icon bookmark-bicon bookmarkicon cameraicon checkicon chevron downicon chevron lefticon chevron righticon chevron upicon closeicon v-compressicon downloadicon editicon v-expandicon fbicon fileicon filtericon flag ruicon full chevron downicon full chevron lefticon full chevron righticon full chevron upicon gpicon insicon mailicon moveicon-musicicon mutedicon nomutedicon okicon v-pauseicon v-playicon searchicon shareicon sign inicon sign upicon stepbackicon stepforicon swipe downicon tagicon tagsicon tgicon trashicon twicon vkicon yticon wticon fm
5 Feb, 2015 22:14

Clintons’ son-in-law loses investor millions on Greece

Clintons’ son-in-law loses investor millions on Greece

​A hedge fund co-founded by Hillary and Bill Clinton’s son-in-law Marc Mezvinsky has suffered major losses after betting big on Greece’s economic recovery.

In a letter sent out last week, Mezvinsky and the two other founders of Eaglevale Partners Main, all former Goldman Sachs employees, wrote that they had been “incorrect” in their assessment of the Greek economy, according to the Wall Street Journal. Their false predictions resulted in a 3.6 percent drop for the fund in the last year, a time when similar hedge funds rose. The 2014 financial year was the second year out of the past three that the fund saw losses.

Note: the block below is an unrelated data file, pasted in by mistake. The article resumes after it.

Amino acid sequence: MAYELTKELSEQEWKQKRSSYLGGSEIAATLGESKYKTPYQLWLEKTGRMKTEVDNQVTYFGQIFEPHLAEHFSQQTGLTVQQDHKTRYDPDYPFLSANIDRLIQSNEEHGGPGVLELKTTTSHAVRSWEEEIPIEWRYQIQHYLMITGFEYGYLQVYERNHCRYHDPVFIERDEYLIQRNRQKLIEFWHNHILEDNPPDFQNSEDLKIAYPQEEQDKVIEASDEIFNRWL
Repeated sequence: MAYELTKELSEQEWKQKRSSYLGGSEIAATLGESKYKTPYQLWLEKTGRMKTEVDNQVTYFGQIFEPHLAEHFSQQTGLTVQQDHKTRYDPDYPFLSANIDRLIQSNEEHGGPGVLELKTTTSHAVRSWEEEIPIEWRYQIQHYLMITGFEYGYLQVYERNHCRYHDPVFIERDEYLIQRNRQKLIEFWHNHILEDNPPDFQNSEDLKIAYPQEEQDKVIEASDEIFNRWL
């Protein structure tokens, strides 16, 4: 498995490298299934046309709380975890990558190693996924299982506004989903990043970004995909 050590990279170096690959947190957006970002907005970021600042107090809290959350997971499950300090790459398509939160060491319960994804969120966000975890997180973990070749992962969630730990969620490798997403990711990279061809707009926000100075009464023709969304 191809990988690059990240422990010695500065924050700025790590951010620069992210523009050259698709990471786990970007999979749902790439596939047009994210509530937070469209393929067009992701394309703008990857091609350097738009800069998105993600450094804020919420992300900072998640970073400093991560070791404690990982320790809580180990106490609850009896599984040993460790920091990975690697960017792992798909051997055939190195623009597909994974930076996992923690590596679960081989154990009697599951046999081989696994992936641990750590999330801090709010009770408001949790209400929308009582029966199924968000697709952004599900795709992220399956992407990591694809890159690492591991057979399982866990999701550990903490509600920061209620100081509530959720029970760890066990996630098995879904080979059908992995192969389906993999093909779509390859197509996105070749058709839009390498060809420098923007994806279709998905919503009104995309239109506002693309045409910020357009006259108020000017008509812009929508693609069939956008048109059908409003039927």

Meanwhile, a $15 million Eaglevale fund focused exclusively on Greece lost a staggering a 48 percent of its value.

READ MORE: ‘Greece won’t be blackmailed’: Banks get additional €10bn to counter ECB pressure

After the radical leftist Syriza party was swept into power on an anti-austerity platform in Greece’s January elections, the founders wrote to their investors saying they “are reticent to render decisive predictions at this time.”

Mezvinsky, who is best known as the husband of Chelsea Clinton, founded the hedge fund with the help of Goldman executives at the end of 2011. Goldman CEO Lloyd Blankfein is currently an investor in Eaglevale’s main fund.

According to the letter obtained by the WSJ, Mezvinsky, along with cofounders Bennet Grau and Mark Mallon, will continue to invest in Greek equities as they expect the market to bounce back this year.

READ MORE: Greek stocks rise after new cabinet offers ‘smart debt engineering’

Throughout 2014, the trio attempted to reduce the fund’s use of Greece-related derivatives, which reportedly helped cut their losses, but also prevented them from winning on days like Tuesday when Greece’s stock index jumped more than 11 percent as investors had their sights set on a resolution between Syriza and Greece’s creditors.